Legislation Opens to Women in India

Henna Wedding Decoration, Pune, India
Image by racoles via Flickr

The hands of government are opening and welcoming women into power with a bill that will likely pass allowing 1/3 of the legislation seats be designated for women.

Prime Minister Manmohan Singh described the 186-1 vote to the Associate Press, a “historic step forward toward emancipation of Indian womanhood.” Given India’s history of oppression among women — from the systematic killing of female fetuses, the banishment of widows and the dowry system, the Prime Minister’s goal to improve the lives of women in India is not only bold, it’s much needed.

According to the Economist, “Women are missing in their millions — aborted, killed, neglected to death. In 1990 an Indian economist, Amartya Sen, put the number at 100m; the toll is higher now.” And, despite the awareness raised by news articles, human rights groups and documentaries like the ones featured in my post “A Women’s Work is Never Done,” change needs to come quickly.

With women working in legislation, it will happen.

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At the Root

Over the last few weeks I’ve gone through old photos, started reading journals I wrote when I was younger and writing my memories down when I can. It’s tough to reflect on the past, when there are so many different perspectives depending how who you talk to about it.

Cover of "Factory Girls: From Village to ...
Cover via Amazon

After reminiscing with relatives¬† and helping my brother with his sociology paper about a subject very close to both of our hearts, I’ve learned that there’s more to the past than what one mind remembers. My memory, for instance, is very sense-oriented, smells and images are particularly poignant for me. For others it’s dialogue or feelings. It all depends on the individual.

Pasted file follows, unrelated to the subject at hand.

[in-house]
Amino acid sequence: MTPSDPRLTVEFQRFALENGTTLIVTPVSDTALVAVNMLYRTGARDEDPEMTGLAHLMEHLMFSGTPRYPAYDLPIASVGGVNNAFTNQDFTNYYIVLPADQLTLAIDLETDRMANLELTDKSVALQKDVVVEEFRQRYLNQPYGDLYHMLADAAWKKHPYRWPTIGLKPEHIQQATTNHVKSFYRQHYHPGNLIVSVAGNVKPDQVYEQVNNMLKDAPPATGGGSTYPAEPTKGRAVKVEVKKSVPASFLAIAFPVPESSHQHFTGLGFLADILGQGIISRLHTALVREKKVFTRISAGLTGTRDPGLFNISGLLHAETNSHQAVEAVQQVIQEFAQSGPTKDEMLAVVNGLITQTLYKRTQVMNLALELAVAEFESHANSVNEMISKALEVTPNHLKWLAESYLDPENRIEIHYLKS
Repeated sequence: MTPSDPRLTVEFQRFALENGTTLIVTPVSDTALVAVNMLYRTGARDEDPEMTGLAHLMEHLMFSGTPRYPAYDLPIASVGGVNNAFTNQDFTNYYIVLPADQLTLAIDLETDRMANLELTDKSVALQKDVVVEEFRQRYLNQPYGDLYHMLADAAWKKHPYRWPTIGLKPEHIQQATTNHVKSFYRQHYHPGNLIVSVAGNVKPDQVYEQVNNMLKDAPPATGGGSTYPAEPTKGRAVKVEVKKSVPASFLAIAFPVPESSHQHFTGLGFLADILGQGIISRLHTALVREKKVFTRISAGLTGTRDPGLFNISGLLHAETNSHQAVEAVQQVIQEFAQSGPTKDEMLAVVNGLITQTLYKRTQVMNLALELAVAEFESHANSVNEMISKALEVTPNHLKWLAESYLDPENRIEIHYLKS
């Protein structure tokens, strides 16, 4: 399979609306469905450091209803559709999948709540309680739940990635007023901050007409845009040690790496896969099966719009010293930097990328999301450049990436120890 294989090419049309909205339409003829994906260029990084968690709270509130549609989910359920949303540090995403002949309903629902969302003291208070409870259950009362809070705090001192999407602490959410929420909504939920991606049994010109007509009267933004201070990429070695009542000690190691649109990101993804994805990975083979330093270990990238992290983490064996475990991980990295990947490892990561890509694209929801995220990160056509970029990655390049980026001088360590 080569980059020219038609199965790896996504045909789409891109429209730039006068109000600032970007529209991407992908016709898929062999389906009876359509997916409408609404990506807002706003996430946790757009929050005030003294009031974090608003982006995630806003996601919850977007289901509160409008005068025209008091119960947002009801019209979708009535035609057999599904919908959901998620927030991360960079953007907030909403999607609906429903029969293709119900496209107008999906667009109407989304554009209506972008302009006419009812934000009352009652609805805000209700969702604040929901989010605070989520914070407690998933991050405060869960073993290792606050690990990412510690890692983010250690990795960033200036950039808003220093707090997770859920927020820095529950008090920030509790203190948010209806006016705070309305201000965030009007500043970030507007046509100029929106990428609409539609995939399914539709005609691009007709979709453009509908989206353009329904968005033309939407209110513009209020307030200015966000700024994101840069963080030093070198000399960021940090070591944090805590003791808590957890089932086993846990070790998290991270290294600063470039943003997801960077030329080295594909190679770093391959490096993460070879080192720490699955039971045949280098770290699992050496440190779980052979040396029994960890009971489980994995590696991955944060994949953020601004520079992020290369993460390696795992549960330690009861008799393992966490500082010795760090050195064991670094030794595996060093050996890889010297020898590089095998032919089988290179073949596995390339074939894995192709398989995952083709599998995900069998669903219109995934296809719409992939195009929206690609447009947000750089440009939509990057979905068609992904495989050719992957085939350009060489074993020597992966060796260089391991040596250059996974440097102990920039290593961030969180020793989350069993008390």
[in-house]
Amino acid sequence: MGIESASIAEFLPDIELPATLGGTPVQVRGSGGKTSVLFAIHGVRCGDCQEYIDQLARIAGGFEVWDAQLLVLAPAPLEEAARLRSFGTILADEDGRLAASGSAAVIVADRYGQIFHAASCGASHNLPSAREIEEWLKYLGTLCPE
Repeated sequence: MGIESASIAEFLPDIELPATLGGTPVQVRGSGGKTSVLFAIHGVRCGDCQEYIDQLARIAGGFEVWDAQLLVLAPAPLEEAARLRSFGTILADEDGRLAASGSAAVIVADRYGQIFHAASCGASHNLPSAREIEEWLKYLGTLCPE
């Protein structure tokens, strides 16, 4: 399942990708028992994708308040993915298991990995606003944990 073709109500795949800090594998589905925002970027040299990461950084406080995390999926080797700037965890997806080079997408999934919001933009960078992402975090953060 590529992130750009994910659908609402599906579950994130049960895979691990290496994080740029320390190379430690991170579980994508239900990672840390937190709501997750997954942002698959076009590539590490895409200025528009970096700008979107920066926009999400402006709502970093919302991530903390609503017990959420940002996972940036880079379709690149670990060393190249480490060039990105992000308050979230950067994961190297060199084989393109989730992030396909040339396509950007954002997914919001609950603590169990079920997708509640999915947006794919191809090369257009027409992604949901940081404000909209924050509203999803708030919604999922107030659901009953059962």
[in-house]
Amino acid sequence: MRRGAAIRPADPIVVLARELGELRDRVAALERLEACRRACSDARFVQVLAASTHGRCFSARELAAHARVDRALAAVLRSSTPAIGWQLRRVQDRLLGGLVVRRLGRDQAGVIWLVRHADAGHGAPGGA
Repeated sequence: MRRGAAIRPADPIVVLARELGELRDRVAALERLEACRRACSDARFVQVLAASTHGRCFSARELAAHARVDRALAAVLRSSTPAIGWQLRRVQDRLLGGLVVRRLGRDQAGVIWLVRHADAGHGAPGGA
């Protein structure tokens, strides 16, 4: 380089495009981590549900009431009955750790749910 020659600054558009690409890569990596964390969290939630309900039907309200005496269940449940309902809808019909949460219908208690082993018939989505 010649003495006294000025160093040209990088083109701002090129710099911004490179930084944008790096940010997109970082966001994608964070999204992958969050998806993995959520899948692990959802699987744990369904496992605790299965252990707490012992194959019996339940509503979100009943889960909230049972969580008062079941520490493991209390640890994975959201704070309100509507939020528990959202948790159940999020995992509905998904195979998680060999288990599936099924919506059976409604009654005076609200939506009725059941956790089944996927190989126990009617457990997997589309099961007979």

I think that’s what makes history so fascinating. I’m starting to see how hard it is to collect the facts, time line and details of my childhood, can you imagine what it’s like for a nation inhabited with millions?

For instance, in the book, Factory Girls: From Village to City in a Changing China, Leslie T. Chang reports on the conditions of migrant women workers in Dongguan, China — one of the world’s largest producers of goods. She explores the city, culture and history of China through the young women she meets who are seeking their fortunes outside of their rural homes and away from family.

Chang investigates and writes these sub-histories to begin to explain a broader context of the country.¬† She does this with elegance and curiosity. I particularly like seeing how her own family history interweaves with the story, giving a background of Communism and her family’s hardship when they emigrated to Taiwan.

The anecdotes from the women shows the essence of human experience mixed in with nuggets of Chinese culture that would be difficult to explain. The way a woman dresses, or how she introduces herself are all indicators of this long history before her. Each story becomes the root of the history of Dongguan, women in China, or simply, people with a dream.

For anyone interested in reading a good non-fiction book with subtly provocative prose, check out Factory Girls to be inspired by the simplicity of a woman’s journey from the roots of her home, to the tenuous branches of her future.

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